Alcohol industry to reduce the strength of wines and beers

Alcohol industry to reduce the strength of wines and beers

By William Smith

Over the past thirty years there has been a steady increase in the strength of wines and beers.  With hospital admissions for liver disease on the increase, as a direct result of alcohol consumption, it is time to reverse this trend.  The number of deaths from alcohol-related liver disease, particularly in people in their 40’s, is at an all-time high.

Andrew Lansley, Health Secretary, has now announced a new initiative by the alcohol industry to shed a billion units in a bid to cut hospital admissions and 1,000 deaths.  This is part of the Responsibility Deal and is being spearheaded by 34 leading companies.  Brands such as Echo Falls, First Cape and Heineken will ensure a greater choice of lower strength alcohol products by the year 2015.

It has been suggested by market intelligence that consumers are increasingly looking for lower strength wines.  Right across all retailers the demand for lower and non-alcoholic beer has increased by a staggering 40%.  The commitments from the alcohol industry include new and lighter products, innovating through existing brands and removing products from sale.

Sainsbury’s have pledged to double the sales of lighter alcohol wine and to reduce the average alcohol content of their own brand wine and beer by 2020.  Accolade Wines, who produce Echo Falls Rose and Echo Falls White Zinfandel will gradually remove 25 million units from these brands.

Also involved in this initiative is wine producer Phoenix who have committed to taking 50 million units of alcohol out of their wines.   This will be achieved by reducing 0.8 per cent ABV on all FirstCape full strength red wines.  The UK’s largest brewer, Molson Coors, has committed to remove 50 million units by December 2015. 

Heineken will remove 100 million units and own brand super-strength lager will be removed from sale by the wholesaler Makro.  The leading retailer of low alcohol drinks, Tesco, will reduce the alcohol content of its own-label beer and cider and expand its range of lower alcohol wines and beers.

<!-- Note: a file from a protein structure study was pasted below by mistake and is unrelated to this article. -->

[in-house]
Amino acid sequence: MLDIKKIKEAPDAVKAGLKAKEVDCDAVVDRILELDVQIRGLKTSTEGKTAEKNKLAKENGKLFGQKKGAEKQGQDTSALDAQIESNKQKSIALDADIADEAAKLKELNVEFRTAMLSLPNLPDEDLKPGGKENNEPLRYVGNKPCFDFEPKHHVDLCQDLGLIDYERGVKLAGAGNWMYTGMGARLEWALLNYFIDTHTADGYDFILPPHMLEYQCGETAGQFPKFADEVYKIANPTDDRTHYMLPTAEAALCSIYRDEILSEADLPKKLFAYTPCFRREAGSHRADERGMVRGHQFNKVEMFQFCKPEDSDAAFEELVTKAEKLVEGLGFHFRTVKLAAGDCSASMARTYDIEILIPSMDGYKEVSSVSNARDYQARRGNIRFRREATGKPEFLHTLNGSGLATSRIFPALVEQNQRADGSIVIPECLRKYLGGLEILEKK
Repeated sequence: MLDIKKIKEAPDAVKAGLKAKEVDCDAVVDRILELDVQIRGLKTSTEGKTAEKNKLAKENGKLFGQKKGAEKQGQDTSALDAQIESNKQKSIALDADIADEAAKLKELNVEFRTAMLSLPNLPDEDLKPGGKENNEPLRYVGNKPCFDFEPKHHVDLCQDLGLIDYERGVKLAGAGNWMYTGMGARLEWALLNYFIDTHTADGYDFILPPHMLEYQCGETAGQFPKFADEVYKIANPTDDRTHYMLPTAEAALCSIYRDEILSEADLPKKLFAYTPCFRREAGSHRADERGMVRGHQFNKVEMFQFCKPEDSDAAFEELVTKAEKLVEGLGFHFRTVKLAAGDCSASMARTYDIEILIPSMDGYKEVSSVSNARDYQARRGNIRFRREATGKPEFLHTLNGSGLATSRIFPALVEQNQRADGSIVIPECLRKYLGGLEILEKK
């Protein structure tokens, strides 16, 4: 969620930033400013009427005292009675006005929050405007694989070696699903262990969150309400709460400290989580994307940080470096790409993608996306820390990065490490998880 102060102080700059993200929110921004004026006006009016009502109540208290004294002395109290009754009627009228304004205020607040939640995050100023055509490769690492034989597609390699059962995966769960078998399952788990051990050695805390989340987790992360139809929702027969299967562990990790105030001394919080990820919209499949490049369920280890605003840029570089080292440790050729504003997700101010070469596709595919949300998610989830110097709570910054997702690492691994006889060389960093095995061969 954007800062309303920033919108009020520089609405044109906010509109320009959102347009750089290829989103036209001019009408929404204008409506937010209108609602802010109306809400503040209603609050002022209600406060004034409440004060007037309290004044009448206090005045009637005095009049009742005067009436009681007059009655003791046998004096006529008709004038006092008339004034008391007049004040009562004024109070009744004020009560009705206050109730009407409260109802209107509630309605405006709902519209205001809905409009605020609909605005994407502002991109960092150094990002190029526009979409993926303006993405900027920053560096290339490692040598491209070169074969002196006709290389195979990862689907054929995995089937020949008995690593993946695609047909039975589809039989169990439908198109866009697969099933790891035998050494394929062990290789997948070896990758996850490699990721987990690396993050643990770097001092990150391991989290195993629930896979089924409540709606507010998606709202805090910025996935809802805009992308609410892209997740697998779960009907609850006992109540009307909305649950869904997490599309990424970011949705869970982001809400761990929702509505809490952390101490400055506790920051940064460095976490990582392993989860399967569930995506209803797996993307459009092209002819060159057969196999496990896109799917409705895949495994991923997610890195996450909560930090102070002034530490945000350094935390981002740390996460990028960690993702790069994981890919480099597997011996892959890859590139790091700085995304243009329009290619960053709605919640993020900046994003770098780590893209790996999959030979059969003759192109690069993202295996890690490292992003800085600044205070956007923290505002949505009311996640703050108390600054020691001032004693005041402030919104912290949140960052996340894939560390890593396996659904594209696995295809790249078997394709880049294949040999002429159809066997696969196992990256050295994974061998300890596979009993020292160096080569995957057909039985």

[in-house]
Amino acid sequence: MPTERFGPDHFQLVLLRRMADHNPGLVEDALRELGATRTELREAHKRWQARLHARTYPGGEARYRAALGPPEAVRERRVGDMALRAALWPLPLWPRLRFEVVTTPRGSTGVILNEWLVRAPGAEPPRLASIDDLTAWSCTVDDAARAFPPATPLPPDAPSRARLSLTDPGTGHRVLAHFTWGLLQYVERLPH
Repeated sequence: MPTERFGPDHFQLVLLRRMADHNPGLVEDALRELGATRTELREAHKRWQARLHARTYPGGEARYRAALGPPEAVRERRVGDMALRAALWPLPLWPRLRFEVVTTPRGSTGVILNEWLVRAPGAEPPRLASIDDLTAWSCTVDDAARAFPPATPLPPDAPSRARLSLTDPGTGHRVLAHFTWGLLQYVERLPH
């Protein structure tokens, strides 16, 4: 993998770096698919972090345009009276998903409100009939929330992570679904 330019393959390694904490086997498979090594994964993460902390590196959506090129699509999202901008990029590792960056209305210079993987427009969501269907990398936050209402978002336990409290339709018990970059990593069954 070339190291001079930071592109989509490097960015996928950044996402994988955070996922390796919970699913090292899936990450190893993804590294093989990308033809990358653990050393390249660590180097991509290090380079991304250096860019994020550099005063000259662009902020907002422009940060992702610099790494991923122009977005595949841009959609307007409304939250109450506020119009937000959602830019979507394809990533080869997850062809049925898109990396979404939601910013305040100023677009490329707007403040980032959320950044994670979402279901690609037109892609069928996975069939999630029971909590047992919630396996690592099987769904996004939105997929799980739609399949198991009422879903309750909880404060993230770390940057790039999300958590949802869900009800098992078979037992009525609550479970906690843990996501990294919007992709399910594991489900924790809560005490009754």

Andrew Lansley has said that work continues to engage even more business and to get bigger results. ‘Cutting alcohol by a billion units will help more people drink sensibly and within the guidelines.  This pledge forms a key part of the shared responsibility we will encourage as part of the alcohol strategy.’

Estimate suggest that in a decade, removing one billion units from sales would result in almost 1,000 fewer alcohol related deaths per year; thousands of fewer hospital admissions and alcohol related crimes, as well as substantial savings to health services and crime costs each year.

Simon Antrobus, Chief Executive of Addaction said ‘This is a welcome step in the right direction, it helps to both raise awareness of the harm drinking can cause and brings us closer to changing the UK’s risky relationship with alcohol.’

He added  ‘At Addaction, we hear every day about the consequences of excessive alcohol consumption. People who come to us for support tell us that, over the past two decades, the drinks they drink are getting stronger and how it doesn't take much for someone to drink more than they should to stay healthy. Should a woman have more than one large glass of wine, for example, then she'll already have drunk over the recommended daily limit.’

Antrobus concluded ‘Action taken by the drinks industry to lower the strength of alcohol is a welcome move but, if we want these important steps to help change behaviour in the UK, they have to be part of a wider series of actions that includes steps to address underage drinking and availability, as well as the provision of more specialist support for those who need it.’

In a double prong attack to crack down on binge drinking it has also been announced that the Government has introduced a minimum price of 40p per unit of alcohol.

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